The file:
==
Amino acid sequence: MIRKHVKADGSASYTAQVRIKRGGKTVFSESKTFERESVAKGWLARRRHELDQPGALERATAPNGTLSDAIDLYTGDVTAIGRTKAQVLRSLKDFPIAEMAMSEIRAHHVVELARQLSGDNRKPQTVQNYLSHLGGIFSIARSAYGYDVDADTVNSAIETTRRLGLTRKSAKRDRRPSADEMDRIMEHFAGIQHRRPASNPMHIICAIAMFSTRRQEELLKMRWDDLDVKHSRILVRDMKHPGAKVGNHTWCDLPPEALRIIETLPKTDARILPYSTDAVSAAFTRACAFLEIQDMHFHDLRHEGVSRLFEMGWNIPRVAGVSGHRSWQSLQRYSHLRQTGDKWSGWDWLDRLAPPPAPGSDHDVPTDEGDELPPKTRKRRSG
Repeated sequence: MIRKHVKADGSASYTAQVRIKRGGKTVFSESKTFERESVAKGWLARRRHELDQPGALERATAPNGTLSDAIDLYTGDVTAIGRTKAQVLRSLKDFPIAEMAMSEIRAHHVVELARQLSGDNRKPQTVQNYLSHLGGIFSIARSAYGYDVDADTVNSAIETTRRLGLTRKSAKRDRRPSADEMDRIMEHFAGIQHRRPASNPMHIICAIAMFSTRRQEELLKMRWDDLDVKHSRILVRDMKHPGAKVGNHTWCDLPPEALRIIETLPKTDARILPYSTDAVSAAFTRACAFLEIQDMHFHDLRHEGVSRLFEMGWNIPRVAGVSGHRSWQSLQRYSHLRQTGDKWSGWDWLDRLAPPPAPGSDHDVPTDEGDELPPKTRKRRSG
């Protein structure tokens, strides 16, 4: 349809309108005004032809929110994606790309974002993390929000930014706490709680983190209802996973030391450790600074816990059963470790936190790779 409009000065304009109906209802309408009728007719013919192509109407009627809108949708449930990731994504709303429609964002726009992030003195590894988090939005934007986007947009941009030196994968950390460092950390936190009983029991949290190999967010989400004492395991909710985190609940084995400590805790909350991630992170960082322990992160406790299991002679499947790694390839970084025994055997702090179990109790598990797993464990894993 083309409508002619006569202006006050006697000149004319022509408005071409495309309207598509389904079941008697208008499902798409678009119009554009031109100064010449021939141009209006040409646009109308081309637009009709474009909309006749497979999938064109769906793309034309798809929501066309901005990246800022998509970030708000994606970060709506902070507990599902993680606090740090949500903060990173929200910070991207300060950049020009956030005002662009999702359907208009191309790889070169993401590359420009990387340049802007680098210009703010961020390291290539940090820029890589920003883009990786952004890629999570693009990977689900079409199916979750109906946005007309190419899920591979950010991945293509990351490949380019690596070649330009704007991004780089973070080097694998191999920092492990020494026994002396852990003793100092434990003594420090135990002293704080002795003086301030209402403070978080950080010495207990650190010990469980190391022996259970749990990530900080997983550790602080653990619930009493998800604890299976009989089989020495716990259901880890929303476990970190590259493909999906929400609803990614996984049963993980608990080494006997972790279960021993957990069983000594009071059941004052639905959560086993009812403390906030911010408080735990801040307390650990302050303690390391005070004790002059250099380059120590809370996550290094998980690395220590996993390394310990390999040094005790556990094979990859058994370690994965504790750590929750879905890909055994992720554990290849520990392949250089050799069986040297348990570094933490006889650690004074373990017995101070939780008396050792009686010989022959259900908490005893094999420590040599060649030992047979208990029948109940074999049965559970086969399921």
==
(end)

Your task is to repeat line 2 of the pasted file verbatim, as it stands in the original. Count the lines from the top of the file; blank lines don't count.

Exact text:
Repeated sequence: MIRKHVKADGSASYTAQVRIKRGGKTVFSESKTFERESVAKGWLARRRHELDQPGALERATAPNGTLSDAIDLYTGDVTAIGRTKAQVLRSLKDFPIAEMAMSEIRAHHVVELARQLSGDNRKPQTVQNYLSHLGGIFSIARSAYGYDVDADTVNSAIETTRRLGLTRKSAKRDRRPSADEMDRIMEHFAGIQHRRPASNPMHIICAIAMFSTRRQEELLKMRWDDLDVKHSRILVRDMKHPGAKVGNHTWCDLPPEALRIIETLPKTDARILPYSTDAVSAAFTRACAFLEIQDMHFHDLRHEGVSRLFEMGWNIPRVAGVSGHRSWQSLQRYSHLRQTGDKWSGWDWLDRLAPPPAPGSDHDVPTDEGDELPPKTRKRRSG